In order to meet the latency and throughput requirements of data-driven and compute-heavy workloads, there is a need for flexible, yet efficient, sharing of I/O resources in computing clusters. This dissertation contributes to this goal by presenting a solution that enables distributing devices and sharing memory resources between machines interconnected with Peripheral Component Interconnect Express (PCIe) [42]. By leveraging memory mapping functionality supported by the PCIe networking hardware, we make it possible to use resources residing in remote machines as if they were installed in the same machine. Whether resources are local or remote is made transparent to application software, operating system (OS), and even device drivers, and remote resources can be used in a manner that is indistinguishable from using resources attached to the local PCIe bus. Existing device drivers and application software may use remote resources without requiring any adaptations. Not only does this make it easier to increase the overall resource utilization in the cluster, but it also becomes easier to design and implement distributed applications as software no longer needs to be written with accessing remote resources in mind, but can instead be implemented as if all resources are local. Using our solution, I/O resources are no longer locked to individual machines, and can instead be shared freely with other machines in the cluster.  


Cluster computing and other distributed applications often need to process large amounts of data, leading to high performance requirements to I/O resources, such as flash storage and graphics cards. However, while such resources are now common in individual computer systems, distributing them across machines in a cluster in a way that maximizes both performance and resource utilization is a challenge.

Our SmartIO solution enable computers in a computing cluster to share their I/O resources with each other. Machines can lend out their internal devices and borrow remote resources from other machines. By using a special network adapter called a Non-Transparent Bridge, SmartIO memory maps remote resources for a local system. Software can be written as if all resources are local, greatly reducing programming complexity compared to existing sharing solutions, which require distributed programming paradigms. In other words, resource sharing becomes easier with SmartIO. Our thorough performance evaluation proves that devices can be shared and used with minimal performance overhead using our SmartIO solution, increasing the overall resource utilization in the cluster. For more information read:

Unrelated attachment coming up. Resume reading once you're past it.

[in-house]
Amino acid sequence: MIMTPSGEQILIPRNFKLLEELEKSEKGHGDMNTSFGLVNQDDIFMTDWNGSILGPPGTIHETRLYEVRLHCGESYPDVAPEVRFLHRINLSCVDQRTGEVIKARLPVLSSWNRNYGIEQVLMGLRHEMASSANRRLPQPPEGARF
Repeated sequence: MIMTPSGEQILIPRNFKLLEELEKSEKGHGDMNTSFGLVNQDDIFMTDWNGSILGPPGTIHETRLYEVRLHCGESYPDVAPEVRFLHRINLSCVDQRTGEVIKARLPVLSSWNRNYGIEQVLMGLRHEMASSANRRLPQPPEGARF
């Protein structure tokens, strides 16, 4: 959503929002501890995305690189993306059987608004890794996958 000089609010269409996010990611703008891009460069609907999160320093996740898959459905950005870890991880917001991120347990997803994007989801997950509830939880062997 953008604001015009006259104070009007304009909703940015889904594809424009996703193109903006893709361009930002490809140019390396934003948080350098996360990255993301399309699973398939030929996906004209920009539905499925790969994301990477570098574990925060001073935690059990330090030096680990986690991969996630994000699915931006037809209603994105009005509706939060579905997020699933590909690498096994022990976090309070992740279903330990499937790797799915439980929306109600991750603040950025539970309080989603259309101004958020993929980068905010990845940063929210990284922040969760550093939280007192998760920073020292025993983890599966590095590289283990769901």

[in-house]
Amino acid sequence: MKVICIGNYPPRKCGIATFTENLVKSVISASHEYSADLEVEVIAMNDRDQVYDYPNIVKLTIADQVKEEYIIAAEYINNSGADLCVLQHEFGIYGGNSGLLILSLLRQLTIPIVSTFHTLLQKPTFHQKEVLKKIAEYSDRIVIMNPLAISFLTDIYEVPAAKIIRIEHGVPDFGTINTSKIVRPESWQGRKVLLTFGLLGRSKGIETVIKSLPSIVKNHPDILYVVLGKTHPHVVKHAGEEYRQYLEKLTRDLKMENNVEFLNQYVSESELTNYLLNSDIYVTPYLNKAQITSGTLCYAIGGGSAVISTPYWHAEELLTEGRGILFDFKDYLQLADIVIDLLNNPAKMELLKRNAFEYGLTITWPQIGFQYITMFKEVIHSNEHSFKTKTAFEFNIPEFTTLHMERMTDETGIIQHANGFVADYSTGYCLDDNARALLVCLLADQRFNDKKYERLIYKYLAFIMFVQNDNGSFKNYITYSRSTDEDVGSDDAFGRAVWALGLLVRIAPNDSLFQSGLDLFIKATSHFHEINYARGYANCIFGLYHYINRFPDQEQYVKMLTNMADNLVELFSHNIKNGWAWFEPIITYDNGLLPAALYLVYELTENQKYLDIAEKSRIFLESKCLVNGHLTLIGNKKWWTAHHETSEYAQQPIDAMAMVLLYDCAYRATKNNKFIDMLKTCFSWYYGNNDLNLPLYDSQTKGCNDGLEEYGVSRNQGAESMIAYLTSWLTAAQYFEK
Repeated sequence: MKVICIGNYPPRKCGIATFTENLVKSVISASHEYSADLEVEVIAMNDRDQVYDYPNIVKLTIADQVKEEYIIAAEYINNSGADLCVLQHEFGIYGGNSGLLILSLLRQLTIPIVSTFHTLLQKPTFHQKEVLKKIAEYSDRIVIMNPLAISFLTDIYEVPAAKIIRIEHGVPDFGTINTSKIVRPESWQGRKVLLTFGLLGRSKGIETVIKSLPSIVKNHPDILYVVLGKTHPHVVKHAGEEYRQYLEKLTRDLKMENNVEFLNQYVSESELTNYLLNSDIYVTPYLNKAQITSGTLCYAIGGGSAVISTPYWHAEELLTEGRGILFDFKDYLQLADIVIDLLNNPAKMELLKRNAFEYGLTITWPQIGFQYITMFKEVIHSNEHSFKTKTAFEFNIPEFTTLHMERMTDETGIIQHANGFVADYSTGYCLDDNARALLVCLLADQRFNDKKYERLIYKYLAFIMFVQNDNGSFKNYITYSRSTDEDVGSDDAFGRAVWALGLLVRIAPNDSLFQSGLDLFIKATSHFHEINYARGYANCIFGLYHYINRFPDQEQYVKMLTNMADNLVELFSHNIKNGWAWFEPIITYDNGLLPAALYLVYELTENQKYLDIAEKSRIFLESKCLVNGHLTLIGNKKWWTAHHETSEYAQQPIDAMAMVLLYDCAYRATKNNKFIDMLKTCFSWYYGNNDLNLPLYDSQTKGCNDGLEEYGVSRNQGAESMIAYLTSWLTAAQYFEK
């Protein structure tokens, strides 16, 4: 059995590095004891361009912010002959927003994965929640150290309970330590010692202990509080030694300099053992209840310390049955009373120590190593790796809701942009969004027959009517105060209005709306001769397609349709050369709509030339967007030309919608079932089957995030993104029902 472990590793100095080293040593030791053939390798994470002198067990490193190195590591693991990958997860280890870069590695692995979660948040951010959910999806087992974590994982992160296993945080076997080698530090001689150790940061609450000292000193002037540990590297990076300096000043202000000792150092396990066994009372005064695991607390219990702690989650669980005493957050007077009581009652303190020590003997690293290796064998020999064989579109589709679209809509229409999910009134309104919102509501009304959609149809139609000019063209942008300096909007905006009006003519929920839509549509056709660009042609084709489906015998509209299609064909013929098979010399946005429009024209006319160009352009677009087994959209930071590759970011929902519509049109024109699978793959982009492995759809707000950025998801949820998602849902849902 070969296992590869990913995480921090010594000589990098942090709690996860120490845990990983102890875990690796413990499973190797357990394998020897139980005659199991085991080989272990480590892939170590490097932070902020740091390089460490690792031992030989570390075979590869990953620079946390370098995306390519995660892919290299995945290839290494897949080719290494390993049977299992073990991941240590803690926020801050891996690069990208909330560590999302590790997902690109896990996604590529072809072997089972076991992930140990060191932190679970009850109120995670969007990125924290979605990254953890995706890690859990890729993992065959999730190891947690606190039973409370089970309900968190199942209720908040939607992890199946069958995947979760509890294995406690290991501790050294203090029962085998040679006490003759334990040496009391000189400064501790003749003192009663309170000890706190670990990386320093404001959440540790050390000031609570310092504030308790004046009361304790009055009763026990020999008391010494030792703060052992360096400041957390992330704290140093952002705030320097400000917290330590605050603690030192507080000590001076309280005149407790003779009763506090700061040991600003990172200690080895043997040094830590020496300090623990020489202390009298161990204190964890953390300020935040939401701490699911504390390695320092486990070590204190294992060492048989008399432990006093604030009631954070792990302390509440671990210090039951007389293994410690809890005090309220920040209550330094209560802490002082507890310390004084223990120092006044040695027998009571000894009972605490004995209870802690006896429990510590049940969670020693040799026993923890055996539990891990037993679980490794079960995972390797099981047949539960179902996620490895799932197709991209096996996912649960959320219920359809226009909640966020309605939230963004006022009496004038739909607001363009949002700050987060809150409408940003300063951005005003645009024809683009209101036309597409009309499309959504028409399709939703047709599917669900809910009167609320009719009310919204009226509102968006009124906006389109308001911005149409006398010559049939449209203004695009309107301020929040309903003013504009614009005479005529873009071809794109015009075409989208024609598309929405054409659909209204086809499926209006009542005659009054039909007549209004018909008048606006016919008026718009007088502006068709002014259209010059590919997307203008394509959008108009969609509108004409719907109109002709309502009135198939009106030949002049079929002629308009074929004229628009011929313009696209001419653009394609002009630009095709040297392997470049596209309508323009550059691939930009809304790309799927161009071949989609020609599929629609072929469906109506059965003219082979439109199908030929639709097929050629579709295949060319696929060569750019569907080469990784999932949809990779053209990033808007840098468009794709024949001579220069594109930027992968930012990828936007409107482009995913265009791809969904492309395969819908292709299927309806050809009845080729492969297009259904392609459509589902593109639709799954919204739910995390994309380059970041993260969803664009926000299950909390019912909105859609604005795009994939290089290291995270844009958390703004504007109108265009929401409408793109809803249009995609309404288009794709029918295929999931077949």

Selected Publications​ 

  • Lars Bjørlykke Kristiansen, Jonas Markussen, Håkon Kvale Stensland, Michael Riegler, Hugo Kohmann, Friedrich Seifert, Roy Nordstrøm, Carsten Griwodz, and Pål Halvorsen. “Device Lending in PCI Express Networks.” In: Proceedings of the 26th ACM International Workshop on Network and Operating Systems Support for Digital Audio and Video. NOSSDAV’16. May 2016, 10:1–10:6. doi: 10.1145/2910642.2910650  
  • Konstantin Pogorelov, Michael Riegler, Jonas Markussen, Håkon Kvale Stensland, Pål Halvorsen, Carsten Griwodz, Sigrun Losada Eskeland, and Thomas de Lange. “Efficient Processing of Videos in a Multi Auditory Environment Using Device Lending of GPUs.” In: Proceedings of the 7th ACM International Conference on Multimedia Systems. MMSys’16. May 2016, pp. 381–386. doi: 10.1145/2910017.2910636  
  • Jonas Markussen, Lars Bjørlykke Kristiansen, Håkon Kvale Stensland, Friedrich Seifert, Carsten Griwodz, and Pål Halvorsen. “Flexible Device Sharing in PCIe Clusters Using Device Lending.” In: Proceedings of the 47th ACM International Conference on Parallel Processing Companion. ICPP’18 Comp. August 2018, 48:1–48:10. doi: 10.1145/3229710.3229759  
  • Jonas Markussen, Lars Bjørlykke Kristiansen, Rune Johan Borgli, Håkon Kvale Stensland, Friedrich Seifert, Michael Riegler, Carsten Griwodz, and Pål Halvorsen. “Flexible Device Compositions and Dynamic Resource Sharing in PCIe Interconnected Clusters using Device Lending.” In: Cluster Computing vol. 23, no. 2 (June 2020), pp. 1211–1234. issn: 1573-7543. doi: 10.1007/s10586- 019-02988-0  


Jonas Sæther Markussen, Håkon Kvale, Carsten Griwodz, Pål Halvorsen


  • Department of Informatics of UiO
  • Dolphin Interconnect Solutions
  • Simula Research Laboratory


This work was supported by Department of Informatics-University of Oslo, Simula Research Laboratory and Dolphin Interconnect Solutions.